Tuesday, March 19 11:11:27
A botched job on the Cyprus bailout could severely damage other Eurozone economies, particularly Ireland, the Irish Exporters Association (IEA) warned today.
The unprecedented proposal to levy bank deposits in Cyprus as part of a bailout package threatens to reignite the Eurozone's debt crisis and push EU markets further into recession, according to the IEA.
"The Cyprus news is the most negative news we've had in some time, and comes at a very bad time for Irish exporters, who are already reeling from the impact of the horse meat scandal," said John Whelan, chief executive of the IEA.
Euro-area finance ministers are seeking to impose a 10pc tax on all bank deposits in Cyprus as part of a plan for a 10 billion-euro bailout of the nation. Other elements of the rescue include asset sales and an increase in the corporate tax rate to 12.5 percent from 10 percent.
The IEA called on Minster Noonan to urge his fellow EU finance Ministers to be more flexible on the application of the bailout package, and not put Cyprus in the same straight jacket Ireland was forced into.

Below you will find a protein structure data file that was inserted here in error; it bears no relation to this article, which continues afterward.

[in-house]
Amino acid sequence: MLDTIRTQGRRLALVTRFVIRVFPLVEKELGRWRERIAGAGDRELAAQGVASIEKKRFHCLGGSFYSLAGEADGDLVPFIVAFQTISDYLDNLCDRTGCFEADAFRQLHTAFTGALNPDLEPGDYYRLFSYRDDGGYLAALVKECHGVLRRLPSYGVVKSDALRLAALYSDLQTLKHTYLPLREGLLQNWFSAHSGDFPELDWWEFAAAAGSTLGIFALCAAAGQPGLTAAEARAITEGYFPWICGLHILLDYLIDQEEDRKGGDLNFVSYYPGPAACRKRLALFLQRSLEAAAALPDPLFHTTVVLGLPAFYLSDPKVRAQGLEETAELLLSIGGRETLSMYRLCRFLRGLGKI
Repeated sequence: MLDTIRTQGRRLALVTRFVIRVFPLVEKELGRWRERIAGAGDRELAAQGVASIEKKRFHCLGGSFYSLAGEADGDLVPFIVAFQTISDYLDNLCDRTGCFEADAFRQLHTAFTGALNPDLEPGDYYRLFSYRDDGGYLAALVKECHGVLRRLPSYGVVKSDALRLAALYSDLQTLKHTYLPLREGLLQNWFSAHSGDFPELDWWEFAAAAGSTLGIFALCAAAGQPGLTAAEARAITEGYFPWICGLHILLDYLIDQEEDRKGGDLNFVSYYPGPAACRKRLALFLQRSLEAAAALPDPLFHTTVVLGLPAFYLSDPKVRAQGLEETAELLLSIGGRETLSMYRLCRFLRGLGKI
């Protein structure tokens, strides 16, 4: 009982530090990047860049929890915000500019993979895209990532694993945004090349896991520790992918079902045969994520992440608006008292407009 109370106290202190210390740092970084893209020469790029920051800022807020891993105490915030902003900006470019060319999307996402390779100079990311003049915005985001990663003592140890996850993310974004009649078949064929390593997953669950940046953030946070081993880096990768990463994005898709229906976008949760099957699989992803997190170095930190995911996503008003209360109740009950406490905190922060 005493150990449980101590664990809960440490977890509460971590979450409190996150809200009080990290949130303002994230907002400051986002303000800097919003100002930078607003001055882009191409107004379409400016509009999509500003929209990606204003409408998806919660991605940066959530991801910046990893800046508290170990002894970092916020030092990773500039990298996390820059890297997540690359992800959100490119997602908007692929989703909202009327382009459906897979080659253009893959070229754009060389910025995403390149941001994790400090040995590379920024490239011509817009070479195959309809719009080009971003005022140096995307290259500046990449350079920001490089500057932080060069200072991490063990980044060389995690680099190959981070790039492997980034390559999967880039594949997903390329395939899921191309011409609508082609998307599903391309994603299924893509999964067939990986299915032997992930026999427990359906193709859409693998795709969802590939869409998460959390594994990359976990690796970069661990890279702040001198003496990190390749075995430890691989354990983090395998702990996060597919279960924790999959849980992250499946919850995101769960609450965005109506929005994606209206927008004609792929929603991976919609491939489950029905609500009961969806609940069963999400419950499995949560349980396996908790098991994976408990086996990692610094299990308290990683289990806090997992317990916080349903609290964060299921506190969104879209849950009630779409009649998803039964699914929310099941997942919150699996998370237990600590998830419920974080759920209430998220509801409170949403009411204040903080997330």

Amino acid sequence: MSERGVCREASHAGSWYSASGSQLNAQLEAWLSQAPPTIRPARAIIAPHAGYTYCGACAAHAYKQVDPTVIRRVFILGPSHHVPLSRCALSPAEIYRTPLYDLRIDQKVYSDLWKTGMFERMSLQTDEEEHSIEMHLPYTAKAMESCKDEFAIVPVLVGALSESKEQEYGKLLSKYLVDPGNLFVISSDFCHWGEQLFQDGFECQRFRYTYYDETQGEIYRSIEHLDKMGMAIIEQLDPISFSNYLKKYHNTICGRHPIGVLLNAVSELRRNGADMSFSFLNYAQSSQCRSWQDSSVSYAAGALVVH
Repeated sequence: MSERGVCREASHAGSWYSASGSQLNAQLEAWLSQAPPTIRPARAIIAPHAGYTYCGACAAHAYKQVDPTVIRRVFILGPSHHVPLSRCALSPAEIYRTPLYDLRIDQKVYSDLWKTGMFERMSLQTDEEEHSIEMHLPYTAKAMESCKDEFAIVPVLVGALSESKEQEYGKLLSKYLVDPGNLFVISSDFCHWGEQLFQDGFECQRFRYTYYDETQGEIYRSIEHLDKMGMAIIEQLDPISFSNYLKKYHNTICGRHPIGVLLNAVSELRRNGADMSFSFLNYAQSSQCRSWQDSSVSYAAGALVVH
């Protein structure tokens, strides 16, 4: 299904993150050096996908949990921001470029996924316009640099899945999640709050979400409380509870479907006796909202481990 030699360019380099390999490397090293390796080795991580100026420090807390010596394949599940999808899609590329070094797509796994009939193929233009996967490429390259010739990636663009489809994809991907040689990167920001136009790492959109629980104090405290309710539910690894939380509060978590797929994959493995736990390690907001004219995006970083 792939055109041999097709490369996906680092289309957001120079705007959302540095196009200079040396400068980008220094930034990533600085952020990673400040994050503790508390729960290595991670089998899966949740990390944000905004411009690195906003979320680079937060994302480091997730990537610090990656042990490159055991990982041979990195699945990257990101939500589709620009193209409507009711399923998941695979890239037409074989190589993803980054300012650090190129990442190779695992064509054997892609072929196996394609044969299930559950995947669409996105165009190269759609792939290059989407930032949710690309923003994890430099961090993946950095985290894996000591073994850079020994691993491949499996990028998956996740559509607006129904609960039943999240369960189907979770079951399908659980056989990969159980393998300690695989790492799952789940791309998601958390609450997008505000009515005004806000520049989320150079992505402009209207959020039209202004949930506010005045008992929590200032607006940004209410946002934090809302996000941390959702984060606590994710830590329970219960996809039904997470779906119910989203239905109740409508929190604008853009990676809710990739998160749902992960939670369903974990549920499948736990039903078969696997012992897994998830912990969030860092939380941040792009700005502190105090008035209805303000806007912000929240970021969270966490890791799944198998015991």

The IEA ceo stated their overriding concern was that a badly handled Cyprus bailout package could see a run on bank deposits and spread crises to other countries that may need further bailout such as Italy, Portugal and Spain, and in the process destabilise the euro and threaten the Eurozone itself.
"The Eurozone is in a very fragile condition just now, and according to the IMF will contract by half a percent this year .The Cyprus crises if badly handled by the EU leaders, could push the recession deeper and will make life very difficult for Irish exporters who rely on the EU markets for 59pc of Irelands manufactured goods, including agri foods, and 35pc of all services exports," said Mr Whelan.